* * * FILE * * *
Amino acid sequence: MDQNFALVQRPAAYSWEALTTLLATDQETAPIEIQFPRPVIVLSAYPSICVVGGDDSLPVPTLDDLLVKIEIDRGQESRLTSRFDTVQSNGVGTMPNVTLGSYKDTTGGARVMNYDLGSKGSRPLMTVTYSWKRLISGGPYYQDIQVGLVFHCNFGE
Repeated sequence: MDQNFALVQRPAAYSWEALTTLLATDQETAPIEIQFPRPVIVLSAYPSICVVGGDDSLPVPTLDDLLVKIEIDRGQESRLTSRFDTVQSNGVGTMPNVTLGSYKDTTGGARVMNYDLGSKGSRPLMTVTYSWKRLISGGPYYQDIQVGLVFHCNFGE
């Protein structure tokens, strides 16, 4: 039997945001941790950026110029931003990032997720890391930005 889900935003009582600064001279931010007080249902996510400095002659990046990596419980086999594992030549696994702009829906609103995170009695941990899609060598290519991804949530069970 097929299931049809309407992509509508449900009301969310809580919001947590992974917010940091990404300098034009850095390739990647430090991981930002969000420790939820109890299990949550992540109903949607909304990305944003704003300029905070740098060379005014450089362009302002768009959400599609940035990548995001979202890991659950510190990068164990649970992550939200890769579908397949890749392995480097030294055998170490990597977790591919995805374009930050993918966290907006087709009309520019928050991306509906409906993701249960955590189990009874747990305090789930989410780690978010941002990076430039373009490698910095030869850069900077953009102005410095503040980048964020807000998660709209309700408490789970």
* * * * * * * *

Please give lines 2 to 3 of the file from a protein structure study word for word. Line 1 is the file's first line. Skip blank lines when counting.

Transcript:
Repeated sequence: MDQNFALVQRPAAYSWEALTTLLATDQETAPIEIQFPRPVIVLSAYPSICVVGGDDSLPVPTLDDLLVKIEIDRGQESRLTSRFDTVQSNGVGTMPNVTLGSYKDTTGGARVMNYDLGSKGSRPLMTVTYSWKRLISGGPYYQDIQVGLVFHCNFGE
């Protein structure tokens, strides 16, 4: 039997945001941790950026110029931003990032997720890391930005 889900935003009582600064001279931010007080249902996510400095002659990046990596419980086999594992030549696994702009829906609103995170009695941990899609060598290519991804949530069970 097929299931049809309407992509509508449900009301969310809580919001947590992974917010940091990404300098034009850095390739990647430090991981930002969000420790939820109890299990949550992540109903949607909304990305944003704003300029905070740098060379005014450089362009302002768009959400599609940035990548995001979202890991659950510190990068164990649970992550939200890769579908397949890749392995480097030294055998170490990597977790591919995805374009930050993918966290907006087709009309520019928050991306509906409906993701249960955590189990009874747990305090789930989410780690978010941002990076430039373009490698910095030869850069900077953009102005410095503040980048964020807000998660709209309700408490789970």